by Barnaby Eales

A Natural High

In the Azorean psyche lies a shared history of inhabiting a place shaped by lava flows and volcanic eruptions. There is also the constant threat of earthquakes and storms, which have, in the past, prompted emigration. Living on Europe’s western flank, out in the mid-Atlantic, the locals have developed something called “Azoreanity”, a term coined by writer Vitorino Nemésio to describe an identity forged from living in a unique, otherworldly archipelago of nine islands.

Wine has been made here since Portugal’s Age of Discovery in the 15th century. But it’s no magic carpet ride. Azorean vineyard yields are generally low; growers also have to deal with insects, salt spray, strong winds, mildew and bunch rot. Climate changed seems to be making things even harder. Rainfall has increased during the summer months. Temperatures are rising. It is said that over the past decade there have only been two all-round ideal vintages.

Why make wine here at all? Brave producers, farming grapes in complicated conditions, remain convinced of the potential to make some of the planet’s most exhilaratingly fresh, luminous, smoky, age-worthy wines in a unique location, where, they say, potassium levels add ‘fatness’ to wines. Indeed, are wineries who make reds and whites with relatively low alcohol and high acidity levels not better placed here than in Iberian Peninsula regions, which have been hit by drought and where some wines have become excessively big? Recently, scientists have discovered that global warming has expanded the Azores High; this high-pressure system, a gatekeeper for European rainfall, is causing dry weather and drought in the Mediterranean.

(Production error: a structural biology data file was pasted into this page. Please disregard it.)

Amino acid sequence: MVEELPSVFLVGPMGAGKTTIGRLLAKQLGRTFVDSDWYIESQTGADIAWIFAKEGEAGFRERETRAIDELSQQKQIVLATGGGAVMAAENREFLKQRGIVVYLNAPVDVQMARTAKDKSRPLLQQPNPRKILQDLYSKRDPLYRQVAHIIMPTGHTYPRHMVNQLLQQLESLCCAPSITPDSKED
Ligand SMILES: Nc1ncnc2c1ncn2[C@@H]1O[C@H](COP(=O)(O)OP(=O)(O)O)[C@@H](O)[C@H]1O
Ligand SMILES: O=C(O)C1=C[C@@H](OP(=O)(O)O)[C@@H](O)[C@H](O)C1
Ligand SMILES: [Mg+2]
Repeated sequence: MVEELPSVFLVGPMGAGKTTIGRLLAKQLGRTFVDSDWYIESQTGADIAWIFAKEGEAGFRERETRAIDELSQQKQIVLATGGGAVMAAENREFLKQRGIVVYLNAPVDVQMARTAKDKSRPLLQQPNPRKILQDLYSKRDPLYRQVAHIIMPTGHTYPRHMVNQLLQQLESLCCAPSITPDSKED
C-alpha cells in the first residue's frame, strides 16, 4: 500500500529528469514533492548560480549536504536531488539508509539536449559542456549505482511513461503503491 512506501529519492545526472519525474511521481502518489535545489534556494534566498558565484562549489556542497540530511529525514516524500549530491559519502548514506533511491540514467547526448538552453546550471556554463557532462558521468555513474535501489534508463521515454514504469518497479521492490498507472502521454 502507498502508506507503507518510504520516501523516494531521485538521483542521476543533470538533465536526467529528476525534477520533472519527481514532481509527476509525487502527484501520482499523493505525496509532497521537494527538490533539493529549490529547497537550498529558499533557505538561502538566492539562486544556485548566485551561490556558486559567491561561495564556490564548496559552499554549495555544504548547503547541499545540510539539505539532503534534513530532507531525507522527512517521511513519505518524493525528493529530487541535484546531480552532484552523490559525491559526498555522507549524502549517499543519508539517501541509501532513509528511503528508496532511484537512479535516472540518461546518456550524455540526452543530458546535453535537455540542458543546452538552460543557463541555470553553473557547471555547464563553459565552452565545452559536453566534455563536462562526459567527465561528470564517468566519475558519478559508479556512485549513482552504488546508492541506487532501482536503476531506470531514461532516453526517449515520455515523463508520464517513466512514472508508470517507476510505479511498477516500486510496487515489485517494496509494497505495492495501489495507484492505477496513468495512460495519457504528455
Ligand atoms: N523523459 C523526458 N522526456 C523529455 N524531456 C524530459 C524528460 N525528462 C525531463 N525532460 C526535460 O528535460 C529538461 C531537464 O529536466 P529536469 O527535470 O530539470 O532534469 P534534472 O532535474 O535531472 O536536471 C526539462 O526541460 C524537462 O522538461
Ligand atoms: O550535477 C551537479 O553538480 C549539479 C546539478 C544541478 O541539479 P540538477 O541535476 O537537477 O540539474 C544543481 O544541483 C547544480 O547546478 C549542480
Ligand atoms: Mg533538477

The Azorean wine revival, which began more than a decade ago, largely thanks to the esteemed Azores Wine Company, is on a roll. Natural experiences are in demand. Wine tourism and EU restructuring funds are playing their part in the upswing in trade. Wine exports leapt from 900 litres in 2003, to more than 60,000 litres in 2022. Tour operators like to compare it to Ireland, with its green, walled fields. Americans even call it Europe’s Hawaii.

What strikes me first is the air. It sends me bounding off, almost floating on a natural high.Disembarking at Terceira Island, there’s a fresh whiff of manure. The cows are happy here; just taste the Azorean cheeses and butter. This soon dissipates into dazzlingly intense, soft, sweet air, as if a thousand flowers had been condensed. Stand. Breathe. Air is a factor of terroir, an element which may have been side-lined elsewhere, but not here.

The cloudscape encircles Portugal’s tallest mountain on wilder, harsher Pico Island, where most of the vines grow. There’s the ever-changing light and weather, and the deep blue of the raging Atlantic, its waves smashing on ancient black basalt rock. Centuries-old currais enclose vines, which grow through cracks of lava rocks at Criação Velha on the western edge of Pico, a World Heritage Site since 2004.  The sense of well-being surrounds you here, just as the sea does. That’s long before you even sniff a glass of Pico, Terceira, Faial, or Graciosa.